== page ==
In Eddie, one of my very favourite episodes of Louie so far, Louis CK created one of the most exhilarating episodes of any comedy show by daring to focus on the unanswerable question of how to convince somebody that their life is worth living when deep down, they know it isn’t. In the opening episode of this week’s double header, So Did The Fat Lady, CK has equalled, if not bettered Eddie with a monologue every bit as challenging, well-written and sincere as the one Doug Stanhope delivered. This felt like a seminal episode of TV and I don’t think it’s hyperbolic at this stage to suggest that Louie is one of the greatest things to have appeared on a screen of any nature.
I recently decided I was going to try and get a bit fitter and try to lose a bit of weight. The health benefits would be obvious and I don’t think there are many people out there who wouldn’t want to feel a bit better about themselves. Since coming to this decision I’ve gone on a grand total of one short run and have done absolutely nothing to change my eating habits. This made watching the Bang Bang scene both hilarious and guilt-inducing. Louie and his brother Bobby (played brilliantly by a returning Robert Kelly after a four year absence) “enjoy” a double-header of a huge Indian meal directly followed by a second meal at a diner. The gross spectacle is forced on us with uncomfortable close-ups and quick cutting as the two fat guys stuffing themselves silly is played entirely for laughs.
Skip forward to the end of the episode though and we see Louie on a date with Vanessa (Sarah Barker with probably my favourite female performance of the entire show), a funny, charming, thoroughly likeable blonde who makes him laugh and challenges him. Vanessa, however, has had to part with two expensive hockey tickets to get Louie to even entertain the notion of going out with her after being knocked back twice. Crucially, up to this point, the reason for her being rejected is never explicitly stated but we, as an audience, know all to well why. She’s a fat girl. And even though we realise this as an audience and Louie realises it as a character, there’s a depressing matter-of-factness about the set-up that makes this episode all the more important.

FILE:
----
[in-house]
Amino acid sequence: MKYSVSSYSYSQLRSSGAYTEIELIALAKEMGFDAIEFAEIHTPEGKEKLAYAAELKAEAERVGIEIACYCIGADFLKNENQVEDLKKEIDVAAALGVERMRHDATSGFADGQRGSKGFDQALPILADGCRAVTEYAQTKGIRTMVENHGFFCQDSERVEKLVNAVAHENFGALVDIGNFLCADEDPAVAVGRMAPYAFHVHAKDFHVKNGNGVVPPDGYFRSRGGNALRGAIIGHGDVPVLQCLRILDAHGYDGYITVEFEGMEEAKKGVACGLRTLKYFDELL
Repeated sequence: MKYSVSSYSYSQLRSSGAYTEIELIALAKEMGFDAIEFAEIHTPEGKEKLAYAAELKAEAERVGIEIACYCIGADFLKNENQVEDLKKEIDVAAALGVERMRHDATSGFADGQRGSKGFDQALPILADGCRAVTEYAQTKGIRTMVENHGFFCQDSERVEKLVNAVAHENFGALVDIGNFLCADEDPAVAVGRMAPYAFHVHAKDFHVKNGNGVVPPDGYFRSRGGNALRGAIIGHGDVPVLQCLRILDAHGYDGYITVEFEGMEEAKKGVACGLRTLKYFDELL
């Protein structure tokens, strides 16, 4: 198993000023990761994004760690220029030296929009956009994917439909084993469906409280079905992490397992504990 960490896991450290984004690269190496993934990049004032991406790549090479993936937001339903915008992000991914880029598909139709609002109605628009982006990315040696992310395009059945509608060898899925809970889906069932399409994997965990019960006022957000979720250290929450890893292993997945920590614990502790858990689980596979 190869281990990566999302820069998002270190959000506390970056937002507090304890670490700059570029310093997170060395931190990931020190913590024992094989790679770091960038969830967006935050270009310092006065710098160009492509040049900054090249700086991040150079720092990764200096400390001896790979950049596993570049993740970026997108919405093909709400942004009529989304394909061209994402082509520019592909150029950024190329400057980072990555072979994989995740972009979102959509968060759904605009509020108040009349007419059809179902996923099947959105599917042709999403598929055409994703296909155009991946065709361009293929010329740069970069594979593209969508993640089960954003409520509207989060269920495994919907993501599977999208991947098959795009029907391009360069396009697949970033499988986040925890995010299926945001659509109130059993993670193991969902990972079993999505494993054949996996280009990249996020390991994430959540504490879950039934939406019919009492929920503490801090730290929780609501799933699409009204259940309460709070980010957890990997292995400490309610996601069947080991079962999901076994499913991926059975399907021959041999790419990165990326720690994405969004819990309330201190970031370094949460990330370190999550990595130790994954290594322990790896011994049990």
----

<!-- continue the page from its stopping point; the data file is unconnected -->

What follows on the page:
We’re living in a world where social-conventions and, in turn, TV conventions mean we don’t bat an eyelid at the mistreatment of a smart, lovely woman purely because of her size. When Louie tells her she’s not fat, it’s not because he doesn’t think she is, it’s because he doesn’t want to face up to the fact that he’s that guy and we as an audience don’t want to face up to it either. What follows is simply one of the best monologues I’ve seen on a TV show, beautifully performed, impeccable written and intelligently shot (the joggers in the background dictating the kineticism of the camera was perfect). Suffice it to say that it made for uncomfortable, challenging, awkward but ultimately essential viewing.
CK set himself a hard act to follow and unfortunately, Elevator (Part One) did feel a bit flat after what preceded it. It speaks volumes of the show’s quality though, that a lesser episode can still contain one of the most vividly nightmarish scenarios I’ve seen. We start with the fourth wall being broken as Jane, Louie’s youngest daughter, directly addresses us to tell us she’s having a scary dream. What follows is the nightmare of Louie brought to life in a sequence every bit as terrifying as any horror movie. Whilst embarking on a journey to their mother’s apartment, Louie explains the “subway rules” to his daughter reiterating what to do if they should get separated. With this fresh in her mind and with the confidence brought about by her belief that she’s dreaming, Jane steps off the subway train as the doors close separating herself from her father and sister.
It’s difficult to explain the sense of dread that this scene created, the claustrophobia of the subway carriage, the painful amount of changing and interchanging on the subway system and, as ever, the music all culminated in a palpable sense of relief and anger which Louie unleashes on Jane as they are reunited. It’s a scene that was difficult enough to watch without having kids so I can only imagine how unnerving it would be for a parent.
The rest of the episode was more intriguing than enjoyable, knowing that there is more to come it hardly feels fair to judge what we’ve seen so far. There were some solid laughs from the surreality of the elevator scenes and it was interesting to see the motif of a woman very deliberately out of focus in the background of a scene for a second week running. Overall though, I’m just keen to see where this episode goes in the next part, if it can get even close to reaching the heights of So Did The Fat Lady then we’re in for a treat.
EPISODE 3: 10/10 ; EPISODE 4: 7/10